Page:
An environmental approach to police deviance: Exploring situational prevention possibilities using a crime triangle framework

Dr Kelly Hine1
1Australian National University , Acton, Australia

Members of the public entrust the police for safety and security, with the public largely dependent on police to uphold the law.  In order for the police to do this, we allow them to conduct their duties with discretion and substantial powers. However, this role and associated functions make them susceptible to behaviour that is deviant beyond their charter.  If police are seen as deviant, it can erode public trust and compliance with the police.  This study aimed to examine the possibility of an alternative approach to explain the causes of police deviance and suggest possible prevention techniques using environmental theories, specifically situational crime prevention.  Two research questions were asked; ‘can environmental theories help explain the problem of police deviance?’, and ‘how might situational crime prevention help in preventing or reducing police deviance?’  Fifty police misconduct cases containing 86 matters of police deviance extracted from court transcripts were content analysed for variables relating to the crime triangle elements which were then used to explore the relevance of the 25 situational crime prevention techniques. The study concludes that rational choice theory and routine activity theory can help to explain the causes of police deviance and tailor appropriate prevention strategies.  Consequently, this provides a new practical approach to contribute to the body of knowledge on reducing the problem of police deviance.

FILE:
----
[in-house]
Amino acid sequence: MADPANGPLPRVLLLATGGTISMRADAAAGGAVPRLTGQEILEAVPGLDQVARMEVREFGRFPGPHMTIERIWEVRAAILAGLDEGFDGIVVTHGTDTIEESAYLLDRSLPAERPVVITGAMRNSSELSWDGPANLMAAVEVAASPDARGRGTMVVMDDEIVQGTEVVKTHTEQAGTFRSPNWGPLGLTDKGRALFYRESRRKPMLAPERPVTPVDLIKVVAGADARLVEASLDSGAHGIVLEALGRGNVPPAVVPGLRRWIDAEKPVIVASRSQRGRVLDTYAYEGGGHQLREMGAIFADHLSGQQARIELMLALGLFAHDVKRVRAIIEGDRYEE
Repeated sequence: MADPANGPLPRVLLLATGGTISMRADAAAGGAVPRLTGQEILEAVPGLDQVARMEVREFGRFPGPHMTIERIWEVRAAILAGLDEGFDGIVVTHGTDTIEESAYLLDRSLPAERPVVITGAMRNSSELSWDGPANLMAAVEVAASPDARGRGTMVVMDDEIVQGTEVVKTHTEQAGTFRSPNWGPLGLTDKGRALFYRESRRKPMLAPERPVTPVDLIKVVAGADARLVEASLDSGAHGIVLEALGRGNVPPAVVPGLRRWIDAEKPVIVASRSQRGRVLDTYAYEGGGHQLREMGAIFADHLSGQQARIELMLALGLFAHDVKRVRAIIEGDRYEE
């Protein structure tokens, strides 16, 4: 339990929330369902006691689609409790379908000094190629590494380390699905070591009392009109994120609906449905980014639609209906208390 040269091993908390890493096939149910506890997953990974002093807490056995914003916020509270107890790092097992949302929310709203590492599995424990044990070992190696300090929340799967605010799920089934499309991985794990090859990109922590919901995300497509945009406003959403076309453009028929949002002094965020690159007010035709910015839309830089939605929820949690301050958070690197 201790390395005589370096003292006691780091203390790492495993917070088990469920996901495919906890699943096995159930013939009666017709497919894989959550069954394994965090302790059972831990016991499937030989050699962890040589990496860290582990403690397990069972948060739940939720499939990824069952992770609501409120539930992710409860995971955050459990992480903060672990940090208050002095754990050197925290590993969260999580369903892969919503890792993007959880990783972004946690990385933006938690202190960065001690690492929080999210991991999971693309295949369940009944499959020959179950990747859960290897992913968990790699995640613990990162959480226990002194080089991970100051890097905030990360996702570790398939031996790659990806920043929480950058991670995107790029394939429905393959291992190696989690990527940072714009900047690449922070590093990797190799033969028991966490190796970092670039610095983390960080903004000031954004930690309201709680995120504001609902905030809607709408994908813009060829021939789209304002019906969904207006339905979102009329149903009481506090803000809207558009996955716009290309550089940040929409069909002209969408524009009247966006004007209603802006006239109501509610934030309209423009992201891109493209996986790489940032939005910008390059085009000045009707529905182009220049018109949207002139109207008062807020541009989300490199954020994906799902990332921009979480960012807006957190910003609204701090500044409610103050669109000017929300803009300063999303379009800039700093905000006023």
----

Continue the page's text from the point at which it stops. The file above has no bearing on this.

Kelly Hine is a Lecturer at the Australian National University and a researcher with the ANU Centre for Social Research and Methods.  Her research centers on police-citizen interactions including the use of force by police and officer injuries.  Her research examines the decision-making process, and impediments to this process, during situations that are typically dynamic and volatile.  In addition to her research interest in front-line policing, her areas of expertise include police misconduct and police integrity.


The ‘Collective Impact’ of law enforcement and public health

Dr Sancia West1, Dr Isabelle Bartkowiak-Theron1, Prof Roberta Julian1
1University Of Tasmania, Sandy Bay, Australia